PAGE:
If Beale Street Could Talk – James Baldwin

Publisher: Penguin Books.

Published: 1974.

Rating: 9/10.


From the genius that was James Baldwin, his 13th novel still manages to carry the weight of his intellect and engagement with social issues. The novel, set in New York, follows Tish in her attempt to get her fiancé, Fonny, out of prison after he has been falsely imprisoned by a racist cop on a rape charge of a white woman. Together with her and Fonny’s family, they grapple to get his charge repealed before she gives birth to their child.

Like in Another Country (1962), Baldwin tackles racism and race relations between different groups of people. While in Another Country, he looked at interracial relationships, here he directly comments on racist white police officers. In one scene, a cop is quite antagonistic towards Tish and Fonny, taunting Fonny to retaliate after the officer is sexually aggressive towards Tish. Baldwin stirs up discussions about the corrupt police force and aggression towards black people in public. 

The judicial system also comes under scrutiny; Fonny is accused of raping a white woman and jailed. The police just see him as another black man and assume he is guilty. The accuser herself has no intention of finding the true culprit, and is content with throwing Fonny under the bus for the assault, as long as someone is jailed. Even the lawyers comment that Fonny’s case is not a unique situation, and that the odds are stacked against him. In fact, some of the lawyers suggest he plead guilty to make the process easier, and thus increasing his chances of a shorter stint in jail. All these social discussions are brought to the forefront, and we get a grasp of how racism and false accusations can destroy families and distort the judicial system to be antagonistic towards black individuals.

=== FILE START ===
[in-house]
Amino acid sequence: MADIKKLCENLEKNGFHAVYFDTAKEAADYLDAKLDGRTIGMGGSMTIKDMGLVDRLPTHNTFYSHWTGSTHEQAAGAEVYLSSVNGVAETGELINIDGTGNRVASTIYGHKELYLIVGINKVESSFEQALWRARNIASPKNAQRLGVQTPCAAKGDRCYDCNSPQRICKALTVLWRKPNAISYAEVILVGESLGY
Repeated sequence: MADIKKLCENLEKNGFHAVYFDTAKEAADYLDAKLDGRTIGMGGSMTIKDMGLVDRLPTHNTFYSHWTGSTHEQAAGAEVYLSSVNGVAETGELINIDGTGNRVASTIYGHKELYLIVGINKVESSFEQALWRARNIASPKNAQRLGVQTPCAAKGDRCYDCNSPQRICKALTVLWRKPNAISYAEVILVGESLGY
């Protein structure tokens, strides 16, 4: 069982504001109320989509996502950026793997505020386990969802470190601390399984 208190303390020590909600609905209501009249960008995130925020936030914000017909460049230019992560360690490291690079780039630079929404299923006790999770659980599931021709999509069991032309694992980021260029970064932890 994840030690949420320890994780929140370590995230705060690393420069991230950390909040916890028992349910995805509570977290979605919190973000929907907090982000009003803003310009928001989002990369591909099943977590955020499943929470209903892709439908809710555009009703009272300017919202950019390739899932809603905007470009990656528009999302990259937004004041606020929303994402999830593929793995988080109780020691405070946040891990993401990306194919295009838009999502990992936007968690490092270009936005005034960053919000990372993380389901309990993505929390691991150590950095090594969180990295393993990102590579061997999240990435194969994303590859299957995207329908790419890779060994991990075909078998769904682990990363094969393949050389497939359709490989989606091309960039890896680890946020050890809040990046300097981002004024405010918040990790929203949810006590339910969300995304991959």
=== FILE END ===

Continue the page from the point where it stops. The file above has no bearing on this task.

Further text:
The sense of family is strong throughout the novel; most of the characters surrounding Tish go to lengths to help her get Fonny out of jail. Her mother even travels to Puerto Rico to talk to the woman who falsely accused Fonny of the assault. This suggests the great sense of community running through the novel and surrounding the characters. The scrutiny that the pair feel at times is contrasted with the warm welcome they receive at a Spanish restaurant in West Village. The owner even allows them to have a meal on credit because he knows that money is short with them. 

The novel also chronicles the pair’s romance and their plans to move in together into an apartment and start a family. 

Overall, this short novel is a powerful drama that has a weighted interrogation of the judicial system along with a scrutiny of racism in America and how is affects families. 

 

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